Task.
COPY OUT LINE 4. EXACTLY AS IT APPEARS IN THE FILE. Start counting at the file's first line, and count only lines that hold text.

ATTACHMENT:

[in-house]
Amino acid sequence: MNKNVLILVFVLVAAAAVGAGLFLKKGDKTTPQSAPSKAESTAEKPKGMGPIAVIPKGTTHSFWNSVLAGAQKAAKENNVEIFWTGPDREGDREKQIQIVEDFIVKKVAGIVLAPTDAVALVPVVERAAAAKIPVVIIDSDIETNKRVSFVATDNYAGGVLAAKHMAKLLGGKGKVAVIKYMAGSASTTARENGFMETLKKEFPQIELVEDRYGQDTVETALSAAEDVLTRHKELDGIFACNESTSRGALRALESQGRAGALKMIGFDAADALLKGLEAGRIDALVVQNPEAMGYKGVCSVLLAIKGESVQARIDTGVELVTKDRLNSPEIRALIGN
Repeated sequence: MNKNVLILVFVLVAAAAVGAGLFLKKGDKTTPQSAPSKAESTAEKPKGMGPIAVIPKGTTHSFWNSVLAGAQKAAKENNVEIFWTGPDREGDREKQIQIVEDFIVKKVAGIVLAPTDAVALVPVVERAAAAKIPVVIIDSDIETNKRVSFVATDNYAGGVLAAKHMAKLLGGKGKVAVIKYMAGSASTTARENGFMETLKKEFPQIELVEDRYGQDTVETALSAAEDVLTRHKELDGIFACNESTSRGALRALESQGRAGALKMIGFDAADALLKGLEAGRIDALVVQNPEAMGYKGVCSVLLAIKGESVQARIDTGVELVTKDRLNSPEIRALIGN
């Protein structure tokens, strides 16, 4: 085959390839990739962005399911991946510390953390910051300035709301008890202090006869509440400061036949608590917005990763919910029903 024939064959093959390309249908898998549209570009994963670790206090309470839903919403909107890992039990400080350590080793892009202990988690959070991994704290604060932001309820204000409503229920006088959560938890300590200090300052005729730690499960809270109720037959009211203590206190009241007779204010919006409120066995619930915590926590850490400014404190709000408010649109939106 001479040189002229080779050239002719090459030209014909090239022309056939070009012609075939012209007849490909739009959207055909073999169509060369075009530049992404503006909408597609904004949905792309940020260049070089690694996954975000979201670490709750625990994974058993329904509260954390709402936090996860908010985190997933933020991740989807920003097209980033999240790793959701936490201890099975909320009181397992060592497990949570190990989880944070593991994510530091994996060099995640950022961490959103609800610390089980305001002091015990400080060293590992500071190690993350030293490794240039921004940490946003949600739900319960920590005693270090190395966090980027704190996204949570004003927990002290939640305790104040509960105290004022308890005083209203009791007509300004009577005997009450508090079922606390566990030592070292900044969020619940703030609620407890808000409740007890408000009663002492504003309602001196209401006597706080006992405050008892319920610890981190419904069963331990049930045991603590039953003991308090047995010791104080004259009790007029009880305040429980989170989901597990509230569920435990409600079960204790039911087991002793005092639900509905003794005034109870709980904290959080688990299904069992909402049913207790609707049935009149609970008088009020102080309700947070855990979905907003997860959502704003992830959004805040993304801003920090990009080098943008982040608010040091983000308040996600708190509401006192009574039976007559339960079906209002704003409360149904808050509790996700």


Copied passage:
């Protein structure tokens, strides 16, 4: 085959390839990739962005399911991946510390953390910051300035709301008890202090006869509440400061036949608590917005990763919910029903 024939064959093959390309249908898998549209570009994963670790206090309470839903919403909107890992039990400080350590080793892009202990988690959070991994704290604060932001309820204000409503229920006088959560938890300590200090300052005729730690499960809270109720037959009211203590206190009241007779204010919006409120066995619930915590926590850490400014404190709000408010649109939106 001479040189002229080779050239002719090459030209014909090239022309056939070009012609075939012209007849490909739009959207055909073999169509060369075009530049992404503006909408597609904004949905792309940020260049070089690694996954975000979201670490709750625990994974058993329904509260954390709402936090996860908010985190997933933020991740989807920003097209980033999240790793959701936490201890099975909320009181397992060592497990949570190990989880944070593991994510530091994996060099995640950022961490959103609800610390089980305001002091015990400080060293590992500071190690993350030293490794240039921004940490946003949600739900319960920590005693270090190395966090980027704190996204949570004003927990002290939640305790104040509960105290004022308890005083209203009791007509300004009577005997009450508090079922606390566990030592070292900044969020619940703030609620407890808000409740007890408000009663002492504003309602001196209401006597706080006992405050008892319920610890981190419904069963331990049930045991603590039953003991308090047995010791104080004259009790007029009880305040429980989170989901597990509230569920435990409600079960204790039911087991002793005092639900509905003794005034109870709980904290959080688990299904069992909402049913207790609707049935009149609970008088009020102080309700947070855990979905907003997860959502704003992830959004805040993304801003920090990009080098943008982040608010040091983000308040996600708190509401006192009574039976007559339960079906209002704003409360149904808050509790996700």